Monday, August 29, 2011

How well do facts travel?

I quote from a review of How Well do Facts Travel? The Dissemination of Reliable Knowledge in Science magazine.
The standing of facts has not been very secure under the reign of historical, philosophical, and social perspectives on science that have grown up over the past half century. The scholars' skepticism has not, in most cases, been nihilistic or irrationalist. Instead, it reflects doubts that factual nuggets can carry their own meaning, independent of the theoretical frameworks and the places or material conditions under which they are observed, recorded, deployed, and interpreted. Etymologically, and often in practice, facts are made things. This is especially the case for science, so much of which is fashioned now in laboratories....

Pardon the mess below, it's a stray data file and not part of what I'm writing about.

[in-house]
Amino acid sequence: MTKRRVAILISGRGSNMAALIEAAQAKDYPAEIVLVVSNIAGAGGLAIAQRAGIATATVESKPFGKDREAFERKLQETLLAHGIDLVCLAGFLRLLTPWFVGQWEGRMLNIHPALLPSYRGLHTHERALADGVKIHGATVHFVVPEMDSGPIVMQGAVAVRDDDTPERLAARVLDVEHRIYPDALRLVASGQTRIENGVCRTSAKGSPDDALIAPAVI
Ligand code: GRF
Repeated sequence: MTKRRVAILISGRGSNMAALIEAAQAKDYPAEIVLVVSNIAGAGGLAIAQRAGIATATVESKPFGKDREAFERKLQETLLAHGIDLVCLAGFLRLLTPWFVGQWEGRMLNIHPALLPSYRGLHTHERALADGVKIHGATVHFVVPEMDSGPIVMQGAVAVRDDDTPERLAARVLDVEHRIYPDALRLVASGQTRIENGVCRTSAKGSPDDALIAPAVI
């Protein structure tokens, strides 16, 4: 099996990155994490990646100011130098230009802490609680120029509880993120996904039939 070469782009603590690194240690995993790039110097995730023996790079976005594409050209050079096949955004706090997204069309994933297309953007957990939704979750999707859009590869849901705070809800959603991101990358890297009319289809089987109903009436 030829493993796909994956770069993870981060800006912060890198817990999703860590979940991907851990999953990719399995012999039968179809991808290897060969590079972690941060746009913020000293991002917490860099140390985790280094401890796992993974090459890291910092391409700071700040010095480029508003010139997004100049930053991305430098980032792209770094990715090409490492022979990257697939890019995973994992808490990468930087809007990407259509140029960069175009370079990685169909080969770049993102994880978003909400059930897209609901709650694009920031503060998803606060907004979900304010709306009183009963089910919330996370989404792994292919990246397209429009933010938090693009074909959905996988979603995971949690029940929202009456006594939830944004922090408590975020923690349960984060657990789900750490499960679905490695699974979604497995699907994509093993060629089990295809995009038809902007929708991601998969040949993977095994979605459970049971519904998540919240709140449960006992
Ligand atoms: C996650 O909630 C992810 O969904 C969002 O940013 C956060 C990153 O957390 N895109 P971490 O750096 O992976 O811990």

Operationally, the capacity to travel in word or deed is virtually a precondition for achieving the status of fact. The rigors and the productiveness of such travel define the problematic of this interesting collection. In terms of subject matter, the authors take a most capacious view of the fact, which is here instantiated sometimes as a nugget of purported truth, sometimes as a material object such as an architectural element, sometimes as instructions for implementing a technological system such as Green-Revolution agriculture, and sometimes as a prediction or theoretical claim such as (the denial of) anthropogenic climate change. Travel, too, is all over the map here: not just movement across land and sea, but from one discipline to another and between specialists and general audiences or makers and users.
If I understand this correctly, it is a very interesting idea. A fact, such as the utility of a new medical technique or a new agricultural practice, has to be disseminated to new settings to be a fact, and often (always?) that dissemination involves adaptation of the fact from the circumstances in which it has been proven true to a new set of circumstances. This suggests that the "facts" of useful models for development projects have to be adapted from where those models have worked if they are also to work in new and different locations.

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